First, servers are always on. If the power goes out in your house, it's not a big deal. You can always find a few candles in the kitchen drawer and eat cold beans for dinner. But if a server loses power, it means that the web sites it contains won't work. Since we depend on the web for everything from accessing bank accounts to medical records, the servers have to be reliable.
Second, servers have to be connected to the Internet – good Internet. As you know, your home and work Internet connections aren't always the best. We all put up with slow and faulty Internet connections because we can survive being offline for a few hours. Servers can't.
Finally, servers are happier if they're all together. When you use your computer, it doesn't matter if you're at home or at the office, and laptops and tablets are even more portable. But servers work better if they're in a single location, both because they can help each other out (if things get tough for one computer, it's easy to copy files to another) and because they like being in their ideal climate, which is somewhere cool and quiet, with dependable electricity and fast Internet.
What is website hosting?
A website hosting company is, simply, a company that owns servers, often located in one or several places (called server farms) and rents out its services to customers so they can have websites. Website hosting companies keep the servers happy by supplying them with ample power and bandwidth, and keep their customers happy by providing exceptional service and technical support.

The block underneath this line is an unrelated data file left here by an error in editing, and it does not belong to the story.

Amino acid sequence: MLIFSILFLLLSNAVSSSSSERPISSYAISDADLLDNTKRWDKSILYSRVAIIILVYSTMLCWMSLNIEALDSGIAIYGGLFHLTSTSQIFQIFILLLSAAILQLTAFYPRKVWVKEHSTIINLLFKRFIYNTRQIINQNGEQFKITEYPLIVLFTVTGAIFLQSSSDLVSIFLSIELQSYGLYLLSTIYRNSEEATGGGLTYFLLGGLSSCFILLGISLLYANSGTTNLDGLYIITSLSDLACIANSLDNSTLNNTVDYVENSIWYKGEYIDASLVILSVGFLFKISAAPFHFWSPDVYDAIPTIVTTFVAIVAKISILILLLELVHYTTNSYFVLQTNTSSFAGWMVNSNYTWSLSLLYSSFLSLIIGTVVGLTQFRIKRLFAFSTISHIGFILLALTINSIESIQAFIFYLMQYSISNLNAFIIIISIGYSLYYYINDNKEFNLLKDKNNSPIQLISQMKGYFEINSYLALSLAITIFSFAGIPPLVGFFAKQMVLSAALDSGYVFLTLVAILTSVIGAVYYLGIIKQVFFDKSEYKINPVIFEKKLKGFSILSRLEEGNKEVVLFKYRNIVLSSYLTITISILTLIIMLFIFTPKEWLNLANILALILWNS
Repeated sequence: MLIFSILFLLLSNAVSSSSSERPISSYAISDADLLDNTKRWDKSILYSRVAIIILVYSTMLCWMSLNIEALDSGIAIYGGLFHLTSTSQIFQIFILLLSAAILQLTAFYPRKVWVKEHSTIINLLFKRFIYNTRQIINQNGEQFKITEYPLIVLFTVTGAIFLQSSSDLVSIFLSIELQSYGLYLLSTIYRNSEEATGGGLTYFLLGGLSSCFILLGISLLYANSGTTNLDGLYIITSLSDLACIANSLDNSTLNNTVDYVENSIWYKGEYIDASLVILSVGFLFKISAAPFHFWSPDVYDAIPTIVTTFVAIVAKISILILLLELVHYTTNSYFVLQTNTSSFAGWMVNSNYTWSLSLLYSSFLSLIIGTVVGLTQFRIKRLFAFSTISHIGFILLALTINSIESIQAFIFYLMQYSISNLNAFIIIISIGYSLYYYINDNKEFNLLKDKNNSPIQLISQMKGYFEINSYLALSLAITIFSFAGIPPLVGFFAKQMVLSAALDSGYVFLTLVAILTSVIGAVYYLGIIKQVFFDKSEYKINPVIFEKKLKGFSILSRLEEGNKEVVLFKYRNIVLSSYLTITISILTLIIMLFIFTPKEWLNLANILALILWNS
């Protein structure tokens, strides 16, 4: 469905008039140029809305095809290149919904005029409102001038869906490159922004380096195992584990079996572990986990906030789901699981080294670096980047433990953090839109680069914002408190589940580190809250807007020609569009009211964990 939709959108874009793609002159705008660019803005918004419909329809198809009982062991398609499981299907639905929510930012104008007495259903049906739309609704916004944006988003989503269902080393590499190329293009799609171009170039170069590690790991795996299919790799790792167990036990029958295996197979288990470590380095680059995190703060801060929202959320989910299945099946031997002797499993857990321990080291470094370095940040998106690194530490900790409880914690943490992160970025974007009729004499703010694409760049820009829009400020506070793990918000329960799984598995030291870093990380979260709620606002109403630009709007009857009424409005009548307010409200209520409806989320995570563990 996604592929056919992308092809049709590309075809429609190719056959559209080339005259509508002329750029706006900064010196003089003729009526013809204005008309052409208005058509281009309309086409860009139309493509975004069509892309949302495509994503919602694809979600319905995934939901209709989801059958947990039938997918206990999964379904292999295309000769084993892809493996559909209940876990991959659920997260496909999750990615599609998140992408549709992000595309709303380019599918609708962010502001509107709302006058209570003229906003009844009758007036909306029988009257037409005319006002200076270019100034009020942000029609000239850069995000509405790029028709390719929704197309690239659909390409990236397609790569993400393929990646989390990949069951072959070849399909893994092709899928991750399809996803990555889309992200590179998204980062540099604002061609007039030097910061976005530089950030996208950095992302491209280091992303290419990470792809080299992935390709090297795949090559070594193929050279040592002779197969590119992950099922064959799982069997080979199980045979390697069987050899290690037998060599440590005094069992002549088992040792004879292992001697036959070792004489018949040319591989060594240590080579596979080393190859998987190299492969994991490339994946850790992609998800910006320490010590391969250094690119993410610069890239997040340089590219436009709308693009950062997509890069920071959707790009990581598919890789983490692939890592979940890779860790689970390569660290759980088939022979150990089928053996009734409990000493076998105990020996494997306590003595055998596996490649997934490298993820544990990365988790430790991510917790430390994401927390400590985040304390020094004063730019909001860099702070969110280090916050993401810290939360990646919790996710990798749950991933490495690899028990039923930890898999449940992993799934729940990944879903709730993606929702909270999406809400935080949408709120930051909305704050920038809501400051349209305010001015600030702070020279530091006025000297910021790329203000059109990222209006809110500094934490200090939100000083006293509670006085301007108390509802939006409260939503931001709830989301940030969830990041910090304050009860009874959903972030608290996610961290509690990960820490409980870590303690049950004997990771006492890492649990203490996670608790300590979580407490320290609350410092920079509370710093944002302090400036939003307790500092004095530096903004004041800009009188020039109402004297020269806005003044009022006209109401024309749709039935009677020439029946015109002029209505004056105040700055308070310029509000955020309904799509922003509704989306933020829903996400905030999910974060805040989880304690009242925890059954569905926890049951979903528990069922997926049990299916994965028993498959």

As you know, each website is different. Some are big and some are small. Some have video and audio and other extra features, while some just include text and images. Hosting companies help their customers find the right hosting plan by offering a range of options from tiny plans that allow them to share servers to more expensive plans that require them to purchase their own servers.
If you have a small site, you can usually share server resources with the owners of other shared sites. If you have a big web site, you need your own computer, hard drive, power and Internet connection. If you have a giant website, you need a slew of servers—dozens, even thousands of them—all chock-full with your own content.
Web hosting is simple
To recap, website hosting is simply the leasing of computers, or servers, that contain the files that make up the Internet. Most of the files are accessed as websites, which are found by entering a domain name, or nickname, into your web browser, which then finds the proper IP address where your website actually lives.
Although the web seems like a virtual space, website hosting is distinct because it offers customers access to real computers, or servers, that are located in real places, usually in the country where you live. While you may never visit our server farms in Dallas or Detroit, it's their presence that allows you to visit many of the websites you enjoy every day.
Wikipedia's entry on web hosting s a good place to start, if you need more comprehensive information.
For a more practical guide, here is some info on how to choose a hosting company.Hosting Terminology Glossary